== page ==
Meanwhile, there were plenty of jobs and high salaries for the Labour Party faithful. Irrespective of their true politics, careerists from all over the country flocked in. Sheffield didn’t need freemasonry, we had the Labour Party. Usually the jobs doled out were in social or youth work; Sheffield had more social workers per head of population than any other place on the planet. In special cases, a job would be invented, such as the creation of a highly-paid ‘Peace Officer' role for one Blunkett crony.

Blunkett presided over a huge homeless problem, while massive numbers of council- owned properties lay empty for years, and sometimes for decades. Early in 1983 ‘Peace City' was somewhat embarrassed to find that a group of young peaceniks had squatted one long-empty council-owned building and turned it into a 'peace centre’. In response, Blunkett’s pal Roger Barton, then Chairman of the ‘Nuclear Free Zones Committee’, cut off the electricity to the building. Blunkett promised the young pacifists that they would not be evicted, a promise he quickly broke. Another embarrassment for the Blunkettgrad ‘Nuclear Free Zone’ was when a British Rail guard blew the whistle on the transportation of nuclear waste through the area, a fact the council had tried to keep quiet.

As homeless figures in the city continued to soar, other long-unused council-owned properties were occupied. The council's response was always swift and ruthless. One group of squatters wrote to Blunkett personally to ask for a stay of eviction while they found somewhere else to live. With typical arrogance Blunkett replied: “It would seem to me that anarchy can hardly expect reasoned and structured responses within the system which is being attacked”. After the eviction the building stayed empty for several more years.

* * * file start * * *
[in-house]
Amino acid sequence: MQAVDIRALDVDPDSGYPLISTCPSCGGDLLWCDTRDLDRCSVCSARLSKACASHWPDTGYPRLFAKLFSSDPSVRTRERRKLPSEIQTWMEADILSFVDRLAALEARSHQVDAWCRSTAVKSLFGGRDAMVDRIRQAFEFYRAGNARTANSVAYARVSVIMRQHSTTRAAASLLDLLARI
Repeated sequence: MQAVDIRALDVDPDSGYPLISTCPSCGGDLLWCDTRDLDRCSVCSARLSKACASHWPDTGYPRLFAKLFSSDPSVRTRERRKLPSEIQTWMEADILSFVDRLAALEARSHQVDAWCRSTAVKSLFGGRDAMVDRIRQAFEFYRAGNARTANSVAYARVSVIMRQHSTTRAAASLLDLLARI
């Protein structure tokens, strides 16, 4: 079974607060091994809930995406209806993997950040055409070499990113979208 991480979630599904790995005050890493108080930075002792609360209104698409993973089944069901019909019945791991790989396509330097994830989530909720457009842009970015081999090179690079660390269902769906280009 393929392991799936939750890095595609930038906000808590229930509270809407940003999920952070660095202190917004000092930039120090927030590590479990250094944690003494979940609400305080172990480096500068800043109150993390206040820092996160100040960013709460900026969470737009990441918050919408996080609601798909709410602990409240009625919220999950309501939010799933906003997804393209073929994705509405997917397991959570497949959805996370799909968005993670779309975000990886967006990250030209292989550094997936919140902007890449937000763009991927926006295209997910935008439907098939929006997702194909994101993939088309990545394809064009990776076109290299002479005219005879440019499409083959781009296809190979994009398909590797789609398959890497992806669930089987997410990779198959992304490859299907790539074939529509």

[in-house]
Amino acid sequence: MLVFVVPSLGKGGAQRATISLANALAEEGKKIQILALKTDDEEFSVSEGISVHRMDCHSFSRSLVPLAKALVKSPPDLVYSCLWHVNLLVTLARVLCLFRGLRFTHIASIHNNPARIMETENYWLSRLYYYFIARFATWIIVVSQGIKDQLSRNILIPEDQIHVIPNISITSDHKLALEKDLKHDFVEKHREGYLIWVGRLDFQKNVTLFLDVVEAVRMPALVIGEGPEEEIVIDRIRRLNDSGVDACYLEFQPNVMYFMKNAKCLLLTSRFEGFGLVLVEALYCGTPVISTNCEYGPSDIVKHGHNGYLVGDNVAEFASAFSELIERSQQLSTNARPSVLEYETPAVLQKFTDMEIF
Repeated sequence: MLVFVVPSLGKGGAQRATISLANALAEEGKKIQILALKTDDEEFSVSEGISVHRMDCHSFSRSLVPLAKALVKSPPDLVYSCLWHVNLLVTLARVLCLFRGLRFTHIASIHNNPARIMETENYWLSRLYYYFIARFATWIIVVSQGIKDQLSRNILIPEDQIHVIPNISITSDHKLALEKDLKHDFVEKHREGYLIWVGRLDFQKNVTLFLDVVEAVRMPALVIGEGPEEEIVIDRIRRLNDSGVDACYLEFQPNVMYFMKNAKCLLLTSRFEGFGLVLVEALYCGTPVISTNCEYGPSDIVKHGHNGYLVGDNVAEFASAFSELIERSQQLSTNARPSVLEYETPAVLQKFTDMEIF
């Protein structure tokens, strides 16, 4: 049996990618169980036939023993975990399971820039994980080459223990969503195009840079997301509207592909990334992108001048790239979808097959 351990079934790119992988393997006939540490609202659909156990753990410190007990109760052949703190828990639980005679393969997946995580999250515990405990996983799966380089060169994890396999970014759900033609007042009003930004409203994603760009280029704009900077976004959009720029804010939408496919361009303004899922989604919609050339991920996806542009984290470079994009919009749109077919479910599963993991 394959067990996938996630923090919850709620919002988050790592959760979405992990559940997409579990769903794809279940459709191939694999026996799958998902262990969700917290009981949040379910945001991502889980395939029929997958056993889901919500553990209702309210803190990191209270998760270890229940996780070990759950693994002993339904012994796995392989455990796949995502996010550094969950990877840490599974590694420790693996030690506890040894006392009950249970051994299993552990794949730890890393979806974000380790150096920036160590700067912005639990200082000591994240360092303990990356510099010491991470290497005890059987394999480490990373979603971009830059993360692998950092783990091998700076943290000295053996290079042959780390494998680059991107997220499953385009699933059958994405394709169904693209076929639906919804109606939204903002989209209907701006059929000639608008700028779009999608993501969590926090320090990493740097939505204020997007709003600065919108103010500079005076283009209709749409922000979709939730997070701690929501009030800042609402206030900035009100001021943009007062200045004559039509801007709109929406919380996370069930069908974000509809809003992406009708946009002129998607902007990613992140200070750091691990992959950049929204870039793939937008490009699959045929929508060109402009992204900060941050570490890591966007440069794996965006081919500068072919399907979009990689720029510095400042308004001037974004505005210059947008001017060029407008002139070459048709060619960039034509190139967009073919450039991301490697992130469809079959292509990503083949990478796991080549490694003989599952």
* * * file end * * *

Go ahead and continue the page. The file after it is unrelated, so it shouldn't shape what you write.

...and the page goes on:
Blunkett's administration also waged a long and bitter war against travellers, even evicting them in the middle of a TB epidemic. The treatment of Sheffield travellers led to a perinatal mortality rate of nearly 50%.

Blunkett and his cohorts constantly railed in public about the corruption of Tory politicians in Whitehall, while Sheffield City Council junkets were legendary and almost every night the Town Hall hosted a lavish function or banquet for some group of councillors or another.

Some friends of mine once went to visit Blunkett in his Town Hall office in 1983. Walking in unexpectedly, they witnessed a huge feast laid out; this was Blunkett's elevenses.